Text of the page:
Bacteria can cross the intestinal barrier via two distinct strategies: paracellular/extracellular passage by swimming in between the closely apposed enterocytes through the septate junctions or intracellular passage through the intestinal cells. In this study, we showed that the flagellum of S. marcescens plays a crucial role in the passage of bacteria from the gut lumen to the hemolymph as both flagellar mutants flhD and fliR displayed decreased bacterial loads in the body cavity of the fly (Fig. 2D, Supplementary Fig. 5D). Most S. marcescens bacteria remain confined to the gut endoperitrophic compartment as the peritrophic matrix forms an efficient barrier10. It remains to be determined whether the flagellum is required for the passage through the peritrophic matrix of the few bacteria that manage to cross it. It has been previously shown that some bacteria were attempting to traverse the epithelium in between ECs at late stages of infection10. An open possibility is that for the early passage that occurs within 2 h of feeding, bacteria may cross at the proximal part of the midgut, in the proventriculus region where the peritrophic matrix is synthesized before being reinforced by ECs along the midgut9,10. In both cases, the role of the flagellum may be restricted to its motility function. S. marcescens appears to traverse the intestinal barrier more efficiently when they do not express hemolysin and therefore do not trigger the cytoplasmic purge enterocyte defense21. This observation suggests the possibility that S. marcescens crosses the epithelial barrier by invading intestinal cells, in keeping with a study that also showed that S. marcescens requires the flagellum to adhere to and invade CHO cells44 (Supplementary Fig. 5A,B). The lack of adherence and invasion observed for flagellar mutants can be related to the motility function of the flagellum or to the secretion, through the T3SS, of several virulence factors such as the phospholipase or the S. marcescens nuclease38,45. We note that in Caulobacter crescentus, the synthesis of the type IV pilus, which plays a primordial role in adherence, depends on flagellar genes for the production of pilin46.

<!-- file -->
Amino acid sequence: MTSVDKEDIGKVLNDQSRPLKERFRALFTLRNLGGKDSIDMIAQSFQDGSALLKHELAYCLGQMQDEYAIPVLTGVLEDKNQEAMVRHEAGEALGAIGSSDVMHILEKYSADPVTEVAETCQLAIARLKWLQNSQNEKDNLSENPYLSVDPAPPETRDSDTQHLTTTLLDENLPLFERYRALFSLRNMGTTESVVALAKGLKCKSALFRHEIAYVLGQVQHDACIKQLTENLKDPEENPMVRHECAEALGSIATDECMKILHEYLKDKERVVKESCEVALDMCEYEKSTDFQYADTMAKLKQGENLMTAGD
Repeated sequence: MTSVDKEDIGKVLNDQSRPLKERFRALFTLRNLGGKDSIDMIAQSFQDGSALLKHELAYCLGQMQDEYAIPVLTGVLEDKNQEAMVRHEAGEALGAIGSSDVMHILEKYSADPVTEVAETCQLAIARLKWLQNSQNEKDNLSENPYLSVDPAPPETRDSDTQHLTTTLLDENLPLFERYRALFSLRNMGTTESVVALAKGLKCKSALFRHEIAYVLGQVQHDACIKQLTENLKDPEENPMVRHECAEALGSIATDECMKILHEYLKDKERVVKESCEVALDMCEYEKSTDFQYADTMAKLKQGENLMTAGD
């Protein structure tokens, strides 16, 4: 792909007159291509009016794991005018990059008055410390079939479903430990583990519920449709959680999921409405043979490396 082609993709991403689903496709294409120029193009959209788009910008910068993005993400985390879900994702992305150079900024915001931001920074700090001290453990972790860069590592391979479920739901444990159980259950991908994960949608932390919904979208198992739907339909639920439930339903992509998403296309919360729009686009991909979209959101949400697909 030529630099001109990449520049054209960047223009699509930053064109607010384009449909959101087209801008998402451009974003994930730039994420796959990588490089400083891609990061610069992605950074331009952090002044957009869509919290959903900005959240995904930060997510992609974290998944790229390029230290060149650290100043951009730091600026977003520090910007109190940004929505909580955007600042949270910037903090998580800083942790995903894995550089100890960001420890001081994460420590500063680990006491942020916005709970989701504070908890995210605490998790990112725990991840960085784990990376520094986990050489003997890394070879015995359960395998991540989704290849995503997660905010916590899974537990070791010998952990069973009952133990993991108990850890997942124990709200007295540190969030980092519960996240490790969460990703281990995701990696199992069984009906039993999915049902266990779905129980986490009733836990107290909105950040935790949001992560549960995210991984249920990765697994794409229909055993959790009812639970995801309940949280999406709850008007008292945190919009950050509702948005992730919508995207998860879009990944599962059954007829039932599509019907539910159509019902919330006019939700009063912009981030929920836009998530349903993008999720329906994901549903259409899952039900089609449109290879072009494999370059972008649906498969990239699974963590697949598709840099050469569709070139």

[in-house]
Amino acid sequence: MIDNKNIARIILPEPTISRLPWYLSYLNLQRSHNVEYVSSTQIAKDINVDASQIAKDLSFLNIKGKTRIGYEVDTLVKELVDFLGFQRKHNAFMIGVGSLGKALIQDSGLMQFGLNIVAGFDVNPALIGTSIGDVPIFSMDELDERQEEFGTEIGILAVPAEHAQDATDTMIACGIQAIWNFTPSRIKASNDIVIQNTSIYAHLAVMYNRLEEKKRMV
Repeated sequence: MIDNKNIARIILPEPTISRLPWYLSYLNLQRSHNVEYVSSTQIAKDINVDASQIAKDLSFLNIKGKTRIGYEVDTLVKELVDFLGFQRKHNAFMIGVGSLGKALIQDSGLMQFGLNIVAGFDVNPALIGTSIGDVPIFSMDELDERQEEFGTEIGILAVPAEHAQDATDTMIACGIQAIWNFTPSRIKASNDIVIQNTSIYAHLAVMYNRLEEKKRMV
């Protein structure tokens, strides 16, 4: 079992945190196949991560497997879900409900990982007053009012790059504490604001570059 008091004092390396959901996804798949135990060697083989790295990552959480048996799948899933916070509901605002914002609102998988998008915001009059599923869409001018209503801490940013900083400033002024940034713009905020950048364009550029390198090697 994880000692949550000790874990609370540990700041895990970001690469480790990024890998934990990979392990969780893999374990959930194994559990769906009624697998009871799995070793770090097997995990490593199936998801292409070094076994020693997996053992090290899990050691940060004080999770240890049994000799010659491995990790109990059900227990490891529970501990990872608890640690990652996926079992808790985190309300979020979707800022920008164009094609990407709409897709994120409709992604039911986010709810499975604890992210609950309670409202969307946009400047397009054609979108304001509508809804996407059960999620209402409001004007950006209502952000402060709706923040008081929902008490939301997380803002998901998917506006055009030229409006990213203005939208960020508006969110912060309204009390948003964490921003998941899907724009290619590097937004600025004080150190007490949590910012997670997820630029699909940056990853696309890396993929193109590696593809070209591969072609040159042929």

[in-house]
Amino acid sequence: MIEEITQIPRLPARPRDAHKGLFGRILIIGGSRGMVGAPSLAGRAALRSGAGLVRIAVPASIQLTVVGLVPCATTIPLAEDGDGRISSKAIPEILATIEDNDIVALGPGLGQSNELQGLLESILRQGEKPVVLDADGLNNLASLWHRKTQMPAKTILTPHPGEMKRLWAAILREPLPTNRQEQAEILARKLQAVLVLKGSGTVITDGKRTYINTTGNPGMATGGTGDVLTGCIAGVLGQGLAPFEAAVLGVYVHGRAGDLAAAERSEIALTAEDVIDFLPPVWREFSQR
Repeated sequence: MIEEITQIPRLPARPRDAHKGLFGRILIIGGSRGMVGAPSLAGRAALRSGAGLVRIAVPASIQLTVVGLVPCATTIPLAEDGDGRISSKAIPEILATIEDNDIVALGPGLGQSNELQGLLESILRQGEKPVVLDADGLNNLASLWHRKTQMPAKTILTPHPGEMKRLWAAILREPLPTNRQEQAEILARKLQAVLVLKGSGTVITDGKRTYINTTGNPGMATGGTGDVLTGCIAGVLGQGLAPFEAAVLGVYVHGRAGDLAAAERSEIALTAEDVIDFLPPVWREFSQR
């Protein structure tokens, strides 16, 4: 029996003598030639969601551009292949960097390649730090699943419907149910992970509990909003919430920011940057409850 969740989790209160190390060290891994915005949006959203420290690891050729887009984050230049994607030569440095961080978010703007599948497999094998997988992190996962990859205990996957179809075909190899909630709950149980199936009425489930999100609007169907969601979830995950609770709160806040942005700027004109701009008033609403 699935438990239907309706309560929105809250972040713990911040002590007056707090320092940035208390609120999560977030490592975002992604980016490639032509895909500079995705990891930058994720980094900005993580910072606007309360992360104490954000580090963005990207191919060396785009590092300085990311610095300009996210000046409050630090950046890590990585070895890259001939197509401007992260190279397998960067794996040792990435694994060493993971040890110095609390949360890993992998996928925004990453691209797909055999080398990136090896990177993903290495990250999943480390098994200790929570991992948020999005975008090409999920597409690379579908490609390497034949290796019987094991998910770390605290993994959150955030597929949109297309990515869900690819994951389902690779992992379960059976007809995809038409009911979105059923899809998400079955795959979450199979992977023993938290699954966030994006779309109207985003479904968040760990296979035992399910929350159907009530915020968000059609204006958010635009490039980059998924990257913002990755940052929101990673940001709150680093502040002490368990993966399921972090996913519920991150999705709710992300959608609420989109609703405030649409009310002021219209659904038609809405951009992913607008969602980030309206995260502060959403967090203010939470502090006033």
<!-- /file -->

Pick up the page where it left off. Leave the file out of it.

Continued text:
Altogether, our results suggest that the escape of a few bacteria into the hemocoel does not contribute to the fatal outcome of the infection as the flhD mutant is as lethal as wild-type bacteria. This result is in keeping with the low bacterial burden detected in the hemolymph throughout the infection, which is limited by hemocytes that phagocytose S. marcescens10.